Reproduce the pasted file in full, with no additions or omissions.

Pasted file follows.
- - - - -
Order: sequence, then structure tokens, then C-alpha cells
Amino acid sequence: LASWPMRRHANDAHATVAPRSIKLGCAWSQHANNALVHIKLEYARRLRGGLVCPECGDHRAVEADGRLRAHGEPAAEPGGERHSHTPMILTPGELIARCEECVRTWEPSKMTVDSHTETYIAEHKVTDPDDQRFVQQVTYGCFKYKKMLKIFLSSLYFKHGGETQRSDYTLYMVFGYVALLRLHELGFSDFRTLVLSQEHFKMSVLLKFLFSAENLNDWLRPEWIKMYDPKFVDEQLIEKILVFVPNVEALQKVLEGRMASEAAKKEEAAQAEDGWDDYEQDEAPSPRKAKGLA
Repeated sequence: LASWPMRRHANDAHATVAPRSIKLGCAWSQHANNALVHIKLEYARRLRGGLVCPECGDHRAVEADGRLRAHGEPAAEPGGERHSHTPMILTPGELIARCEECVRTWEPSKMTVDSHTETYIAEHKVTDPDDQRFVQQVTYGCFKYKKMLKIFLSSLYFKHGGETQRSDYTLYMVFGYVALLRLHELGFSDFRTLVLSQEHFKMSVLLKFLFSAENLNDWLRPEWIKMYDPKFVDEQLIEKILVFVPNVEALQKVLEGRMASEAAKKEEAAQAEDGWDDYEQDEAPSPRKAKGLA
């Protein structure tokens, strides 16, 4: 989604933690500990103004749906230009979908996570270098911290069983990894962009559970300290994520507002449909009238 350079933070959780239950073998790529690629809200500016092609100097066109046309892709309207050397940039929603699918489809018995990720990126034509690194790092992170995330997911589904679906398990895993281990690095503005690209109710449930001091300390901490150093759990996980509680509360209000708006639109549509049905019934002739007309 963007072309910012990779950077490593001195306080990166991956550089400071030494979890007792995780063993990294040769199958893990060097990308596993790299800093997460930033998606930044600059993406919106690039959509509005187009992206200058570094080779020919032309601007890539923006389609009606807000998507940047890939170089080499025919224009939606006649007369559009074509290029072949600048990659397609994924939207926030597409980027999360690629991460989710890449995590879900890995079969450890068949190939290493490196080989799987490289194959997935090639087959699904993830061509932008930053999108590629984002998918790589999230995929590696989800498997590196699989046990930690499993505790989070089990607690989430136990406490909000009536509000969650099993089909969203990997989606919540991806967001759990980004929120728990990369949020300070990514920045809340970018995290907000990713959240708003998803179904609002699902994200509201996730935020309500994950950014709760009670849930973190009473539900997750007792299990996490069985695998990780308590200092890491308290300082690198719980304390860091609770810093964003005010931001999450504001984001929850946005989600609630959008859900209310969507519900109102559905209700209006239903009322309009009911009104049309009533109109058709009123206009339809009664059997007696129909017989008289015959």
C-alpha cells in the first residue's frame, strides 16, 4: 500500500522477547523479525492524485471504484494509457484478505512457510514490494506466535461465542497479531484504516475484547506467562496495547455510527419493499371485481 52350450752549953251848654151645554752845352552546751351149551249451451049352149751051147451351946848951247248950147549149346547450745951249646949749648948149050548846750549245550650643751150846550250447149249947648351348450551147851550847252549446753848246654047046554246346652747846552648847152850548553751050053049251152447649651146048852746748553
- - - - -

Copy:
Order: sequence, then structure tokens, then C-alpha cells
Amino acid sequence: LASWPMRRHANDAHATVAPRSIKLGCAWSQHANNALVHIKLEYARRLRGGLVCPECGDHRAVEADGRLRAHGEPAAEPGGERHSHTPMILTPGELIARCEECVRTWEPSKMTVDSHTETYIAEHKVTDPDDQRFVQQVTYGCFKYKKMLKIFLSSLYFKHGGETQRSDYTLYMVFGYVALLRLHELGFSDFRTLVLSQEHFKMSVLLKFLFSAENLNDWLRPEWIKMYDPKFVDEQLIEKILVFVPNVEALQKVLEGRMASEAAKKEEAAQAEDGWDDYEQDEAPSPRKAKGLA
Repeated sequence: LASWPMRRHANDAHATVAPRSIKLGCAWSQHANNALVHIKLEYARRLRGGLVCPECGDHRAVEADGRLRAHGEPAAEPGGERHSHTPMILTPGELIARCEECVRTWEPSKMTVDSHTETYIAEHKVTDPDDQRFVQQVTYGCFKYKKMLKIFLSSLYFKHGGETQRSDYTLYMVFGYVALLRLHELGFSDFRTLVLSQEHFKMSVLLKFLFSAENLNDWLRPEWIKMYDPKFVDEQLIEKILVFVPNVEALQKVLEGRMASEAAKKEEAAQAEDGWDDYEQDEAPSPRKAKGLA
């Protein structure tokens, strides 16, 4: 989604933690500990103004749906230009979908996570270098911290069983990894962009559970300290994520507002449909009238 350079933070959780239950073998790529690629809200500016092609100097066109046309892709309207050397940039929603699918489809018995990720990126034509690194790092992170995330997911589904679906398990895993281990690095503005690209109710449930001091300390901490150093759990996980509680509360209000708006639109549509049905019934002739007309 963007072309910012990779950077490593001195306080990166991956550089400071030494979890007792995780063993990294040769199958893990060097990308596993790299800093997460930033998606930044600059993406919106690039959509509005187009992206200058570094080779020919032309601007890539923006389609009606807000998507940047890939170089080499025919224009939606006649007369559009074509290029072949600048990659397609994924939207926030597409980027999360690629991460989710890449995590879900890995079969450890068949190939290493490196080989799987490289194959997935090639087959699904993830061509932008930053999108590629984002998918790589999230995929590696989800498997590196699989046990930690499993505790989070089990607690989430136990406490909000009536509000969650099993089909969203990997989606919540991806967001759990980004929120728990990369949020300070990514920045809340970018995290907000990713959240708003998803179904609002699902994200509201996730935020309500994950950014709760009670849930973190009473539900997750007792299990996490069985695998990780308590200092890491308290300082690198719980304390860091609770810093964003005010931001999450504001984001929850946005989600609630959008859900209310969507519900109102559905209700209006239903009322309009009911009104049309009533109109058709009123206009339809009664059997007696129909017989008289015959």
C-alpha cells in the first residue's frame, strides 16, 4: 500500500522477547523479525492524485471504484494509457484478505512457510514490494506466535461465542497479531484504516475484547506467562496495547455510527419493499371485481 52350450752549953251848654151645554752845352552546751351149551249451451049352149751051147451351946848951247248950147549149346547450745951249646949749648948149050548846750549245550650643751150846550250447149249947648351348450551147851550847252549446753848246654047046554246346652747846552648847152850548553751050053049251152447649651146048852746748553